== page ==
Greg Hinkle
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As irrelevant as this story is to the rest of the whole gaming world, I feel obligated to post.

I am a former Checkpoint Studios employee (lucky enough to not be involved in this most ludicrous lawsuit), and I've got to tell you, you're definitely getting half of the story here. I should first say that I have not been privileged enough to view the legal documents, and I don't know the details of the agreements with Marvelous AQL.

Here's what I do know:

Brian Wiklem will try and make himself out to be a victim for the sake of his "lawsuit". The victims are the approximately 40 employees, and their families, who were laid off. We were laid off because Wiklem would rather dismantle a company, initiate a lawsuit, and drag his former employees names through the dirt than to simply admit that he mismanaged a company. His nearsightedness, blatant nepotism, and selfishness derailed an otherwise capable and willing team from completing tasks and meeting deadlines.

From the beginning, Wiklem made arrogant, grandiose promises to the investors. Promises that were damn near impossible to keep. The studio was in a constant crunch for 11 months. Meanwhile, Wiklem was somewhere. Doing something. No one could figure out exactly what it was our CEO did. We'd go days without seeing him. When we did see him it was to get berated. He had absolutely no idea where the games were in terms of development. Ridiculous amounts of money were spent on furniture and useless online services. Our marketing department was virtually nonexistent. But we had some damn fine desks.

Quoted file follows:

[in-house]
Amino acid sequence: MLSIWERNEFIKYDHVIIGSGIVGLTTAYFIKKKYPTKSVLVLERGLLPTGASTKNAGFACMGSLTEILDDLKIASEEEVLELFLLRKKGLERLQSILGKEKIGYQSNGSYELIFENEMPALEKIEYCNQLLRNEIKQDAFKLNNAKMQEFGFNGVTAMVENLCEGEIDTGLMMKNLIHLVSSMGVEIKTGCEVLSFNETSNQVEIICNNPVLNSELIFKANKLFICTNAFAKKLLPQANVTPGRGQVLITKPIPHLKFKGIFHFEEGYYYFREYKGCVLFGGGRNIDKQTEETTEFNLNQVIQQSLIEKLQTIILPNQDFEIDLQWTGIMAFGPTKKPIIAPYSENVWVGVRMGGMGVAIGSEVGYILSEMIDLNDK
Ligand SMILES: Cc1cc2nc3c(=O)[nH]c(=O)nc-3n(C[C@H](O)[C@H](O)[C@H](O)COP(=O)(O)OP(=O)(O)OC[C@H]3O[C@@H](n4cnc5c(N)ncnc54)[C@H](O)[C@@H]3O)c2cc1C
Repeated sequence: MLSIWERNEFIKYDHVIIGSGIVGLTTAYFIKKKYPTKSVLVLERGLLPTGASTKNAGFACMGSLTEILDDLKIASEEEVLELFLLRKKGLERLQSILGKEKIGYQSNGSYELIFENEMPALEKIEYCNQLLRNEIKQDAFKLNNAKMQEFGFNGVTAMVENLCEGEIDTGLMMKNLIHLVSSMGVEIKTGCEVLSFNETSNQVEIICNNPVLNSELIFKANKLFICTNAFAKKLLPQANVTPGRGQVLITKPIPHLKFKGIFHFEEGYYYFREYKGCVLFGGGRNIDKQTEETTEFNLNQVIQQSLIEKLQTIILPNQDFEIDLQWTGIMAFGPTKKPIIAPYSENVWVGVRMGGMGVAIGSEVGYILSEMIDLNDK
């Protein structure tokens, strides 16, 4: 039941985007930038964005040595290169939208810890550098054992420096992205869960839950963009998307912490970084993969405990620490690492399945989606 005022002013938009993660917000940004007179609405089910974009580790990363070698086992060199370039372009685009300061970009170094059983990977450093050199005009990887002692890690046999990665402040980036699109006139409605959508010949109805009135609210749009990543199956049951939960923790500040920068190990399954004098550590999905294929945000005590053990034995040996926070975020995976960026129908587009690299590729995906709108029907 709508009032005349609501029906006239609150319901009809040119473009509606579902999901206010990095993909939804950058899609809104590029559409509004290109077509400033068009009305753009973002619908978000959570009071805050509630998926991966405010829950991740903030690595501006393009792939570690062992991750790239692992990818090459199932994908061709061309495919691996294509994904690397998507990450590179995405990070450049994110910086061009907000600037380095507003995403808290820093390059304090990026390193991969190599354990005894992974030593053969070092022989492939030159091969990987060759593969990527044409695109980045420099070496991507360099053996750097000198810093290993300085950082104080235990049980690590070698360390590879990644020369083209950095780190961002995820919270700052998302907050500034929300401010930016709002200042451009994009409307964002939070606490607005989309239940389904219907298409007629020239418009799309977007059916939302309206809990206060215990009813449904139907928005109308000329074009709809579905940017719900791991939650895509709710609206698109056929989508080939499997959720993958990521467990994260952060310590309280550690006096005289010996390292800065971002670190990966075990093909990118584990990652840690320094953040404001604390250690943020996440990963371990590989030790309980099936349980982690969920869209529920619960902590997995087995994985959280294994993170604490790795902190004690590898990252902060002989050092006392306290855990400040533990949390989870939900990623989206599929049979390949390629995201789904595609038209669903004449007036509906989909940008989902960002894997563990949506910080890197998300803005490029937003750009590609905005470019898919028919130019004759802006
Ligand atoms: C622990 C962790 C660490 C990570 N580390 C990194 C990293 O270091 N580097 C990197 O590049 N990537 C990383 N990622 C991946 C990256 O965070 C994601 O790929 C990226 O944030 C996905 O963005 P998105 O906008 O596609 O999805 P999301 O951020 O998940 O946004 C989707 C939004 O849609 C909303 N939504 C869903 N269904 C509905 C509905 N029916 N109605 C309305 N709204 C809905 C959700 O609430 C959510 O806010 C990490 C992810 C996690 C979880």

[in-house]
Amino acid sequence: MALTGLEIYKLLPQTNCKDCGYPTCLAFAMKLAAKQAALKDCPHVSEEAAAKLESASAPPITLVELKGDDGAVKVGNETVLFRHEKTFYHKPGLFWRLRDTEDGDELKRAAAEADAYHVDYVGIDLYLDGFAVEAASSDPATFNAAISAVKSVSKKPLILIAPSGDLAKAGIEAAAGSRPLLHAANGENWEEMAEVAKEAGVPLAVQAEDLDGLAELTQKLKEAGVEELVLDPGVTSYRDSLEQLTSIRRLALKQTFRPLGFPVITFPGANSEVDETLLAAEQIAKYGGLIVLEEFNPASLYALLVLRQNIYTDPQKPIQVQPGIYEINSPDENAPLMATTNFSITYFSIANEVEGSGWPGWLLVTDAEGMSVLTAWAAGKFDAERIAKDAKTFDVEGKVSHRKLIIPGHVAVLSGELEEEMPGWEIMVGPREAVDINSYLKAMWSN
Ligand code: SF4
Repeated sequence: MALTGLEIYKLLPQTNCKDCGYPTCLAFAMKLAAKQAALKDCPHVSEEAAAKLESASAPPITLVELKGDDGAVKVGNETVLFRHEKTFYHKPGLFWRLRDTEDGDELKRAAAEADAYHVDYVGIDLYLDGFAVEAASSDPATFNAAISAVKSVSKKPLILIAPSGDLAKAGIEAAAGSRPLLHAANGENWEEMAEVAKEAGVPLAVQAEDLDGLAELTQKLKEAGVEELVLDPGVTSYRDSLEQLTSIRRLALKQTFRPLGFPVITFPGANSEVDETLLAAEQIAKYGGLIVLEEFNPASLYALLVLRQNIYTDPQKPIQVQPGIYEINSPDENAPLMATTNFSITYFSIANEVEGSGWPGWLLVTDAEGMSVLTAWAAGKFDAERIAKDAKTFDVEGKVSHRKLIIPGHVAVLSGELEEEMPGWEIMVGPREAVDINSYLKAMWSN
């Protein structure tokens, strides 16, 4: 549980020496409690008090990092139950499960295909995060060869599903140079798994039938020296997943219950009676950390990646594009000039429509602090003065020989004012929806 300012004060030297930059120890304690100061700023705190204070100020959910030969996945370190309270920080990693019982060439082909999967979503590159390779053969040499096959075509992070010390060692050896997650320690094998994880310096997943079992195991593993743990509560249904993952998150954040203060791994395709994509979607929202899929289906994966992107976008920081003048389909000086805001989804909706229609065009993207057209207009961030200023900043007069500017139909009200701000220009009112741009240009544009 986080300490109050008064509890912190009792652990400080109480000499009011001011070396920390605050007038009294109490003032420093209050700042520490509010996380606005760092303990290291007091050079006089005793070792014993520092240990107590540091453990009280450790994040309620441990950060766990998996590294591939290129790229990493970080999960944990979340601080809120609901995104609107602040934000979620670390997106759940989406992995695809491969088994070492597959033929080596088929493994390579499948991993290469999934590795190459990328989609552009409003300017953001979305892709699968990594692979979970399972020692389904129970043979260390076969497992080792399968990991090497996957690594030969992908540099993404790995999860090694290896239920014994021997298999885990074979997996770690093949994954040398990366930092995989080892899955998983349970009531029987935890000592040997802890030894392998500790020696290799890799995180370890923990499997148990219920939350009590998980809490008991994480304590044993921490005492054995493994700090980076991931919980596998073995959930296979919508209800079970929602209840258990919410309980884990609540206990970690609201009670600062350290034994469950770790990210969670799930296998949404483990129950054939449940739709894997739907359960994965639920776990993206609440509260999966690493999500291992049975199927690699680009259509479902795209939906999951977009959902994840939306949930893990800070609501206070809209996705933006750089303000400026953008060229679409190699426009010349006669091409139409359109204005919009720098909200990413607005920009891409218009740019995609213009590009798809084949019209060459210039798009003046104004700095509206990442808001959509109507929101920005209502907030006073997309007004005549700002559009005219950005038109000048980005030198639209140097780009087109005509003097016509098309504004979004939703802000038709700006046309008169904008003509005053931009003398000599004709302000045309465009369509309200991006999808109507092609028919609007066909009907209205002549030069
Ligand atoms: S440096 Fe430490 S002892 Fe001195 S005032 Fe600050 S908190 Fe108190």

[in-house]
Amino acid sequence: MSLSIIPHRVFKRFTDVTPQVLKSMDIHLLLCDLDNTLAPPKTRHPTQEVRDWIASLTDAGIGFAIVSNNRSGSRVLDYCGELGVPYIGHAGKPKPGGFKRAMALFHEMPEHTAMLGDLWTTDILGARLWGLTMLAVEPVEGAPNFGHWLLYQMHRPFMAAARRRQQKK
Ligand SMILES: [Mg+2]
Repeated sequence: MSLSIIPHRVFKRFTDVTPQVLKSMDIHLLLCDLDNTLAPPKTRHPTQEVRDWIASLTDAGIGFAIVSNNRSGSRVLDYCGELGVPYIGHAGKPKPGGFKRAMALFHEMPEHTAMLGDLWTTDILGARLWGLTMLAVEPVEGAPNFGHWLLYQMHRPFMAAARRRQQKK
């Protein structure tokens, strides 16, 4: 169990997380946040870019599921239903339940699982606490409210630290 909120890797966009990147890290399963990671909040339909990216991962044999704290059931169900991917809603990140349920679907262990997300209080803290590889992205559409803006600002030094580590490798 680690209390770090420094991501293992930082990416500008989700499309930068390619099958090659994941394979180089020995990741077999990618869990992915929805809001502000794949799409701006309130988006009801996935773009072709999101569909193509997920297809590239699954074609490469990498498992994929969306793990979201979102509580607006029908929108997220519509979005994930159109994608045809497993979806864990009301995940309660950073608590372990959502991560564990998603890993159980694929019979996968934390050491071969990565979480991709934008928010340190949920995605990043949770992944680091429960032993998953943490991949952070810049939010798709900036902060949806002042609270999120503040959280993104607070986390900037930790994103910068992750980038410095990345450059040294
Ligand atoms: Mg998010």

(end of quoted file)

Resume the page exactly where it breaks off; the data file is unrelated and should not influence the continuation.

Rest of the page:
To my understanding, Marvelous AQL did everything it possibly could to keep the studio up and running. CTO Masterton travelled to Japan as an ambassador of sorts for the employees of Checkpoint. His trip was to smooth over relations between the development team and our investors. Marvelous even sent more experienced directors from Japan in an effort to provide addition oversight to our projects.

I can't speak for the entire studio, but I feel comfortable saying that in the days leading up to the studio's collapse, every single employee I spoke with hoped and prayed that Wiklem would either step down or be replaced. His complete ineptitude and contempt for his employees was unbelievable. Even now, with this lawsuit, Wiklem would rather blame someone else than take responsibility for even one misstep.

Checkpoint Studios collapsed because of Brain Wiklem.

Justin LeGrande
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"If we can trust in the legal system of a country that doesn't seem to be systematically affected by corruption, we will eventually learn the truth, the justice will be made and the wrong side will be punished. We don't need any of the parties screaming out loud that they are being oppressed by the evil forces."

Where on Earth would this be?

Cyndi Vuong
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I'm also a former employee of Checkpoint Studios and Brian Wiklem was indeed an unbelievably clueless CEO. I've read the legal complaint he filed, and the fact that more than half the paragraphs start with "On information and belief" confirms how little he knew about what was going on in his own company. The article also fails to mention that Chris Masterton was not only the CTO, but a co-founder of Checkpoint Studios.